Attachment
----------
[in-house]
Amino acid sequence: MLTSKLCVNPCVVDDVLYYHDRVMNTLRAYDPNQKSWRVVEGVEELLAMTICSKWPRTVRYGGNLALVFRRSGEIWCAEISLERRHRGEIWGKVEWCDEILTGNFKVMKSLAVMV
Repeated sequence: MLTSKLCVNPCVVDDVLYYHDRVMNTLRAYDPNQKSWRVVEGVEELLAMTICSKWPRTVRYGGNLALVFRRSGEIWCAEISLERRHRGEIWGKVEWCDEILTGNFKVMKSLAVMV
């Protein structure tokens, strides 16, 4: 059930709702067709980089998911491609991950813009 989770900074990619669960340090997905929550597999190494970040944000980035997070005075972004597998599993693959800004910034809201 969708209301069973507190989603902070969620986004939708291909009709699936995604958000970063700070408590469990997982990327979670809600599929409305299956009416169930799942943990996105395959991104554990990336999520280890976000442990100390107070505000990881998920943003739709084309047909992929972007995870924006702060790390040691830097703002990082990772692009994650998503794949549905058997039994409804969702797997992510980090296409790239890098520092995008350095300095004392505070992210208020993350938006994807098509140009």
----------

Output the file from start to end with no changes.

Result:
[in-house]
Amino acid sequence: MLTSKLCVNPCVVDDVLYYHDRVMNTLRAYDPNQKSWRVVEGVEELLAMTICSKWPRTVRYGGNLALVFRRSGEIWCAEISLERRHRGEIWGKVEWCDEILTGNFKVMKSLAVMV
Repeated sequence: MLTSKLCVNPCVVDDVLYYHDRVMNTLRAYDPNQKSWRVVEGVEELLAMTICSKWPRTVRYGGNLALVFRRSGEIWCAEISLERRHRGEIWGKVEWCDEILTGNFKVMKSLAVMV
């Protein structure tokens, strides 16, 4: 059930709702067709980089998911491609991950813009 989770900074990619669960340090997905929550597999190494970040944000980035997070005075972004597998599993693959800004910034809201 969708209301069973507190989603902070969620986004939708291909009709699936995604958000970063700070408590469990997982990327979670809600599929409305299956009416169930799942943990996105395959991104554990990336999520280890976000442990100390107070505000990881998920943003739709084309047909992929972007995870924006702060790390040691830097703002990082990772692009994650998503794949549905058997039994409804969702797997992510980090296409790239890098520092995008350095300095004392505070992210208020993350938006994807098509140009």